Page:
To address the growing need for more efficient retail payment services, the Hong Kong Monetary Authority (HKMA) launched in September the Faster Payment System (FPS), which enables users to make real-time transfers between banks and stored value facilities (SVF) or e-wallets.
The Hong Kong Economic Journal recently sat down with Chan Chi-keung, founder of local technology company Everyware, which developed the “caterlord POS”, a cloud-based point-of-sales payment software tailored for restaurants.
He told us how FPS can improve the daily operations of food and beverage outlets and open up more business opportunities.
Here are excerpts from that interview:
HKEJ: How did you come up with the idea of developing POS technology solutions for the food and beverage industry?
Chan: My family has been engaged in the catering business, so I know how staffers take orders in the restaurant, how a restaurant generates sales through its ordering system, and this practice has stayed the same for, say, 10 years. That spurred my interest and inspired me to come up with a technology solution to improve the operational efficiency for food and beverage operators.
The ordering system for restaurants has been evolving thanks to smartphones and cloud-based technology. The emergence of smartphones has inspired F&B operators to think about whether there could be a more convenient system to replace the ordering and cash machine. On the other hand, the cloud-based technology has enabled the management of restaurant chains to oversee the financial and daily operations of the business from a remote office.
In recent years, F&B operators have been turning to cloud computing and software operations to enhance management efficiency and explore new business opportunities. That’s why we have been designing a more efficient ordering system, which leverages social media platforms and e-payment technology.
Q: Fast and mobile payment tools have been gaining popularity in recent years. Does this trend bring any changes to the catering industry?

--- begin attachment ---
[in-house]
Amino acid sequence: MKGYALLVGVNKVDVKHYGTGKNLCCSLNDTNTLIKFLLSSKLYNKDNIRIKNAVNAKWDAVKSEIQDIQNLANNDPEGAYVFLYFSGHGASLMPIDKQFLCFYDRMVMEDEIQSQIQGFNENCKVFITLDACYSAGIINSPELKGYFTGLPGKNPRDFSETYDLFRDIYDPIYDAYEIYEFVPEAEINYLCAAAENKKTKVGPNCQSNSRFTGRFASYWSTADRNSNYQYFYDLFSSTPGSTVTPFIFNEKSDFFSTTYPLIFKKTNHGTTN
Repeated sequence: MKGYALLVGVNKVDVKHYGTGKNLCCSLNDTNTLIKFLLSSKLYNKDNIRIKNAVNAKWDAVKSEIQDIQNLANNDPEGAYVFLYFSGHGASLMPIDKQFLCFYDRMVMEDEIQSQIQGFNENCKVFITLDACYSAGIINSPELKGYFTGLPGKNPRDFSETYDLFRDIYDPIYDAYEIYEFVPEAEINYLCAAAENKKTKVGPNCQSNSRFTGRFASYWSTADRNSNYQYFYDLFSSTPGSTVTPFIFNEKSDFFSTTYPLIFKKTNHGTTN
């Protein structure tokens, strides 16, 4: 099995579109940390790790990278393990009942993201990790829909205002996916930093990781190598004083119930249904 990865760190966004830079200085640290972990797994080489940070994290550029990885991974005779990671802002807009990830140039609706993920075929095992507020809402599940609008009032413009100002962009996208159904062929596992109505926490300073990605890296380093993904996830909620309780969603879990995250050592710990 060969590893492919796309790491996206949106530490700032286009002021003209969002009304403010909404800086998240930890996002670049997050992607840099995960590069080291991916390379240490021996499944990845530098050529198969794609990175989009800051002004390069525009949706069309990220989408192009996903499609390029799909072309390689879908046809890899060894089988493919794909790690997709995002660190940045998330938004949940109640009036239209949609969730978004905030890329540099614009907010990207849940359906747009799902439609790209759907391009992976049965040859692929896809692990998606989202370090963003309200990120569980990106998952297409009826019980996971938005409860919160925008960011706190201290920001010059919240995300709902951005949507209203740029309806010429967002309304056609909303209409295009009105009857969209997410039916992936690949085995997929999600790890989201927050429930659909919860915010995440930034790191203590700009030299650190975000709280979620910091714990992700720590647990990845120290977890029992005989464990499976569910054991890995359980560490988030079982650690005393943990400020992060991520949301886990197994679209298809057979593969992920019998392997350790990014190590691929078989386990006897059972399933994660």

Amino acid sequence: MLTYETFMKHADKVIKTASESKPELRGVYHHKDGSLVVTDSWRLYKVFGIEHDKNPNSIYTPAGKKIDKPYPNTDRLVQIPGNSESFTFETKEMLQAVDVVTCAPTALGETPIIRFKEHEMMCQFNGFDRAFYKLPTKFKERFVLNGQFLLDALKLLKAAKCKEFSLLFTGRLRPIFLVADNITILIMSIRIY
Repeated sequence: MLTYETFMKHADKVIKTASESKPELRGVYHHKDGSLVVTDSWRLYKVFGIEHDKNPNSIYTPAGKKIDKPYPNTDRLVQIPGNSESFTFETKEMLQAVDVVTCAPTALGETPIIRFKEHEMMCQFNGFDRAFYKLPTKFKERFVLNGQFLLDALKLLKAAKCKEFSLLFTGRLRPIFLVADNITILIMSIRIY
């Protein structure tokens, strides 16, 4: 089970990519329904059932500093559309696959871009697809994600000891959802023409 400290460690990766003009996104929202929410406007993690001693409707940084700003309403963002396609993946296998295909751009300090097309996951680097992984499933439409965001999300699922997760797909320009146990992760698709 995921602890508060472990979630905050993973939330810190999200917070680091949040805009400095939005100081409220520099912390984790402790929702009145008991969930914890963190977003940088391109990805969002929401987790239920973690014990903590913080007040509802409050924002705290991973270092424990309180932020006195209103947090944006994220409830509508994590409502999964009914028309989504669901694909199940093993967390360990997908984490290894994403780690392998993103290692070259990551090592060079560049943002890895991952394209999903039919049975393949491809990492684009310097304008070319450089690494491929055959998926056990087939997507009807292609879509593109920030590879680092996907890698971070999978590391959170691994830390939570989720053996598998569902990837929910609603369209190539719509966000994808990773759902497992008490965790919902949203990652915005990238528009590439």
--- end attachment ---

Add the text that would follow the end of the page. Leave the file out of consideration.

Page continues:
A: A few years ago, we only had Octopus and Visa PayWave for payment options, and they were not even widely adopted, as restaurants in Hong Kong had their transactions mainly by cash.
Things have changed after the two major payment service providers entered the Hong Kong market, with customers attracted by promotions and special offers these payment tools provided. Local restaurants started to introduce these new payment options in order to generate more business.
Restaurants make profits when they seat as many people as they can through the day; they want their table turnover to be as high as possible to generate higher revenues. If the restaurant provides e-payment options, which will allow customers to pay faster and easier, they can make more profit, while reducing the pressure on staff for front-line operations.
It takes about 20 seconds for a transaction by cash to be compleed, while the time span can be reduced to only 2 to 3 seconds by using the Octopus card. The e-payment options enhance the operational efficiency in restaurants, particularly during peak hours. However, F&B operators have to pay a fee for the payment services, and this is a major concern.
The Faster Payment System (FPS) recently launched by the HKMA enables F&B operators to speed up the payment transfer.
With the traditional banking and payment system in the past, restaurants, especially small-sized operators, could not use the cash to replenish inventory due to the time lag in cash flow turnover. Now, the FPS offers the operators higher flexibility in cash flow and business.
Q: Did F&B operators raise any concerns about adopting the FPS?
A: From what I’ve observed, they are mainly concerned about the account opening. Most F&B operators have their accounts in banks, so instead of opening a new e-wallet, they would prefer to adopt the FPS through banks’ digital platforms, considering the information sharing as one of the main aspects.
Besides, some of them do not have an integrated POS cash registered system. Therefore, with the payment options Alipay, WeChat Pay, and the newly added FPS – and maybe many others will follow – they may have several terminal devices at the in-store point of sale, which may become an efficiency drag for them.
This article appeared in the Hong Kong Economic Journal on Oct 26
Translation by Ben Ng with additional reporting
[Chinese version 中文版]
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